Next, consider the following costs:
- The ideal CPL (Cost-per-Lead), which in this case will be $10
- The ideal CVR Conversion rate (the number of leads turning into customers) –calculated in percentages, and in this case will be 25%
To estimate the total budget for a PPC campaign that would lead to your clearly defined results (1000 subscribers), do the following math:
1000 subscribers / 0.25 (coming from the 25% conversion rate) = 4000 CLICKS (PPC Leads)
If we multiply the number of clicks needed for our campaign to be successful with our ideal CPL ($10), we will obtain the total budget.
4000 * $10 = $40.000
We can see the final number is $40.000, even though this was a simple and exaggerated example. Use the same metrics and calculations and calculate your own budget.
Spend Your Budget Wisely and Improve Your CPA
The next thing you must look after is your Cost-Per-Action indicator. A smart and strategic PPC advertiser understands how critical a cost-efficient CPA is for any campaign. And so should you. By consistently improving your CPA, you’ll save a lot of money along the way.
PPC marketing takes patience. You learn from your mistakes, and you only grow by experimenting on your own. Here’s how to lower your Cost-per-Action cost on AdWord’s Platform:
- Lower your CPC cost (which is initially lowered by well-performing keywords and targeting)
- Improve your conversion rate (by providing a great user experience, value, and relevancy through your ads and content)
Two aspects that go hand in hand. Improve both your online platform and your marketing and Google will reward you.
Always Do Effective Keyword Research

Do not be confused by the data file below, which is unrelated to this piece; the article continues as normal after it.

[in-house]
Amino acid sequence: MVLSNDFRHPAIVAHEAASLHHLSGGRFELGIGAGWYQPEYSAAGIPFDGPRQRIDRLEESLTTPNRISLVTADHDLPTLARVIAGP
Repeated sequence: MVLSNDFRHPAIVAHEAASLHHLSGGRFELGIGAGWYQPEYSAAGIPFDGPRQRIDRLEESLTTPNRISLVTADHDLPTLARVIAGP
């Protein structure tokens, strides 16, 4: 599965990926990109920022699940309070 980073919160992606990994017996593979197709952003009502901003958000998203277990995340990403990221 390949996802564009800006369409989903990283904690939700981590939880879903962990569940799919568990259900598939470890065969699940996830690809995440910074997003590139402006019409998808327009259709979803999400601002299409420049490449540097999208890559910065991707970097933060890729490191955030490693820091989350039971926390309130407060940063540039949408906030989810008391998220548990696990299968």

PPC marketing is basically based on keywords and demographics. If you can match these two elements successfully all the time, you will generate a lot of profits and witness high ROIs. Every strong PPC campaign starts with a well-researched list of relevant keywords.
Choose your primary keywords depending on your campaign’s objectives. For example, use informative keywords for building brand awareness and leverage buyer keywords for drawing the attention to your products.
“In order to successfully and securely optimize your AdWord’s campaign’s costs, pay close attention to your performance metrics. Your keywords performance is very important as they show concise results and feedback. Find out the best-performing keywords and ‘put more money in them’. Scale until their performance drops and move on.” – says Mark Shindy, Content Management Specialist at BestEssays.
PPC advertising is a unique and special way of sending a fruitful traffic juice towards your website. Expert PPC marketers will seize every opportunity they have and they will improve their campaigns over time. When your budget is limited, start optimizing your strategy. Pay with your time and not with your money. Get used to finding quick solutions, and most importantly, get used to constant optimization. Measure and track your ROI while keeping into consideration both the stats and your intuition.